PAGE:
Sunday, July 23, 2006

Where Will The Boomers Go?

From the Star Ledger:

Just don't call it a retirement home

After decades in the insurance business, Gene Zielinski was used to crunching numbers.

As he faced turning 60, he did this calculation: If he and wife Becky moved to North Carolina, they could have 50 percent more house for 40 percent less money and 25 percent of the property taxes.

Zielinski is among the oldest Baby Boomers, those turning 60 this year. In New Jersey alone, 50,000 residents will hit that milestone each year for the next two decades. Will there be a giant sucking sound as they pull up stakes to flee the Garden State's high housing costs?
With housing consuming the biggest chunk of household income, a lot of money is riding on where they'll want to live next.

"Baby Boomers are the 800-pound gorilla in the housing market. They always have been," said James H. Hughes, dean of the Edward J. Bloustein School of Planning and Public Policy at Rutgers University.

The housing needs of boomers have literally remade the landscape at every stage of their lives so far, he said. The Levittown-style housing tracts were built for their childhoods. When they were ready for their first apartments, New Jersey saw the garden apartment boom of the 1960s. When, as newlyweds, they wanted to buy real estate, the market responded with condominium construction.

Experts say they probably won't move lock step to one kind of retirement housing. Instead, those who do move may chose Southeastern states like Georgia and the Carolinas; age-targeted (but not age-restricted) developments tucked in nooks and crannies of existing Jersey suburbs; or the Hudson River waterfront, with its New York feel. (Think Jersey's boomer-in-chief, Hoboken resident Jon Corzine.)


Anonymous Anonymous said...

Read the full article, it describes very well the choices my husband and I recently made. After 24 years in central NJ, we moved out of the country for 2-1/2 years, and are now returning "home", but home is one mile away from the NJ border in Pennsysvania. Pennsylvania is far more tax friendly than NJ, and we will be staying here after retirement. Both of us do not like the over-55 cookie cutter southern NJ developments. What we will have in PA is a golf community with many types of housing choices, families and retirees, in a beautiful green setting.

7/23/2006 10:09:00 AM  
Blogger RentinginNJ said...

My parents are in their upper 50's and starting to think seriously about retirement. They just got their new property tax bill for the year (went up of course) and are really concerned about how they are going to keep paying once on a fixed income. They always expected to retire here, but are starting to seriously consider their out of state options. I’m going to check out North Carolina in September with my wife and am going to invite them along.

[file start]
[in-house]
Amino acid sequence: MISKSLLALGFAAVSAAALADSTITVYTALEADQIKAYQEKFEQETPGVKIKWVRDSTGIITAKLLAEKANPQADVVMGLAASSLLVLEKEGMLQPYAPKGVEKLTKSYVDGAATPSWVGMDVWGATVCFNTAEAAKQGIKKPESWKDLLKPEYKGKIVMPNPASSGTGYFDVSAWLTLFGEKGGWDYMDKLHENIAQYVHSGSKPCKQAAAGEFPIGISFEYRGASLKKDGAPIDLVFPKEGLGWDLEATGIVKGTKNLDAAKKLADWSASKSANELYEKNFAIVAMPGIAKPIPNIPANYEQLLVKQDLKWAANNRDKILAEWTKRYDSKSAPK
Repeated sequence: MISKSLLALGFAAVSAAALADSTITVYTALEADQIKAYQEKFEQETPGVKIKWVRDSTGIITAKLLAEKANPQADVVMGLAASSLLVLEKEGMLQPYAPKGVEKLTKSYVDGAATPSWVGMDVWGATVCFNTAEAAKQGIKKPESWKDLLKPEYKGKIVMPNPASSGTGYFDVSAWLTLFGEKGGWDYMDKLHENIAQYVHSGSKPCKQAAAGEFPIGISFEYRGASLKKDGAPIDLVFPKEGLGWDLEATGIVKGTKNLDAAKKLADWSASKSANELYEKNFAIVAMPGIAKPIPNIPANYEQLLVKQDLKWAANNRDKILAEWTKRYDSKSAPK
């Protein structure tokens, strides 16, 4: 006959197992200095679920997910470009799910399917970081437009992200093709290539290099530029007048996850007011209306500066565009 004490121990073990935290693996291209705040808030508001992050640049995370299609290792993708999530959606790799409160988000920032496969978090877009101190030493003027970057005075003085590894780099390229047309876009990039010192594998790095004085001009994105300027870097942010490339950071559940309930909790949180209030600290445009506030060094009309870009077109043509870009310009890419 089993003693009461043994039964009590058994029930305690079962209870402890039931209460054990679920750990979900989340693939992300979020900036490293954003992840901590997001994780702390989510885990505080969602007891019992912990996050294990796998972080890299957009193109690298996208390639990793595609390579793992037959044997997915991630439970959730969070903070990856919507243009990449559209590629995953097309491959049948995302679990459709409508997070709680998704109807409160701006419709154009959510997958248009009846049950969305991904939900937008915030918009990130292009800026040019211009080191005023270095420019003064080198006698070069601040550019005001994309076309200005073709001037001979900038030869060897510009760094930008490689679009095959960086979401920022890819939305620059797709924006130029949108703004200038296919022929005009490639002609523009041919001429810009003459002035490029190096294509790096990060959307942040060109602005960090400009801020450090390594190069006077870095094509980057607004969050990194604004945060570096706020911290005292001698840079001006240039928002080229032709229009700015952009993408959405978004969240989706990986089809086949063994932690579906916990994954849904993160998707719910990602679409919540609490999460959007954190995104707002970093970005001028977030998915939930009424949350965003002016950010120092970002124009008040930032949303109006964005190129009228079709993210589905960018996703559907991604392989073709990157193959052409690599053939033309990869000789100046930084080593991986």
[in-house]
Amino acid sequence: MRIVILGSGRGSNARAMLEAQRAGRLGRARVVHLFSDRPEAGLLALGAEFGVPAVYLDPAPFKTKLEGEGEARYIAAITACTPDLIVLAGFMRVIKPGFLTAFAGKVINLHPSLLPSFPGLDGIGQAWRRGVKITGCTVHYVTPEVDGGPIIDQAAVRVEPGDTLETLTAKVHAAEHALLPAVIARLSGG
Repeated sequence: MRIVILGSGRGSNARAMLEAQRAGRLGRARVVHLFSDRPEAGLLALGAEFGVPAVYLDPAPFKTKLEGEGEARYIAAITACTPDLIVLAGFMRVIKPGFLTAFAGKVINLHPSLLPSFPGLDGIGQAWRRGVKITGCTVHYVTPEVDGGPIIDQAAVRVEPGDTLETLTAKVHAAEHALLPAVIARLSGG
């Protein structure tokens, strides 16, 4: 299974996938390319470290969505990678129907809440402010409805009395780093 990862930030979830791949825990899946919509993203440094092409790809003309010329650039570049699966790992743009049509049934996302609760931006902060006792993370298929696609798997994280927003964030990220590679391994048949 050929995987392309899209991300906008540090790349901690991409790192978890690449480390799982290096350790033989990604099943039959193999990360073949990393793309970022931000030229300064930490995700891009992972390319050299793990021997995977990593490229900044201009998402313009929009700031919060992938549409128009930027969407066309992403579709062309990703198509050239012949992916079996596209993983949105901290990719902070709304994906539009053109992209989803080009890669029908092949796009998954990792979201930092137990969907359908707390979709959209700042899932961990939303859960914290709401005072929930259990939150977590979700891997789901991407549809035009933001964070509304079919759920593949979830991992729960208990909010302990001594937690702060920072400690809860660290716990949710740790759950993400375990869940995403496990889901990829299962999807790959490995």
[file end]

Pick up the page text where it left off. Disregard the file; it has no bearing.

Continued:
7/23/2006 11:18:00 AM  
Anonymous Anonymous said...

So baby boomers are going to seriously consider 1 million dollar plus townhomes on the Hudson River waterfront?

7/23/2006 11:21:00 PM  
Anonymous Anonymous said...

No, no, no, you miss the point, anon 12:21... they are actually going to live ON the waterfront. Still some spare benches there.

7/24/2006 05:32:00 AM  
Anonymous Anonymous said...

Maybe they can move to hoboken
and take over many of the bust
out condo that are coming onto
the market.

7/24/2006 01:33:00 PM  
Anonymous Anonymous said...

Ok, this is one of my pet theories, so here are my thoughts on this and some "back of the envelope" calculations:

The article mentions 50,000 NJ residents hitting 60 each year over the next 10 years.

50,000/2 = approx. 25,000 households

25,000 households x 65% own a home = 16,250

16,250 x 33% retiring each year (this is a total guesstimate, but I believe it will be somewhere under 50%) = 5400 (rounded to make math easier

5400 x 65% selling home to move to smaller house, warmer climate, can't afford taxes, etc. = 3510

3510 x 10 = 35,100 homes over the next decade

Seems substantial, but not a tidal wave, even if you give +/- 20% on this, it's in the 28,000 to 42,000 range. Given that we have 30,000 in NNJ inventory now, it will have an negative impact on prices.


7/24/2006 02:20:00 PM  
Anonymous Anonymous said...

One thing I didn't calculate is the additional people retiring each year on top of my initial add several thousand homes to that number each year...


7/24/2006 02:22:00 PM  

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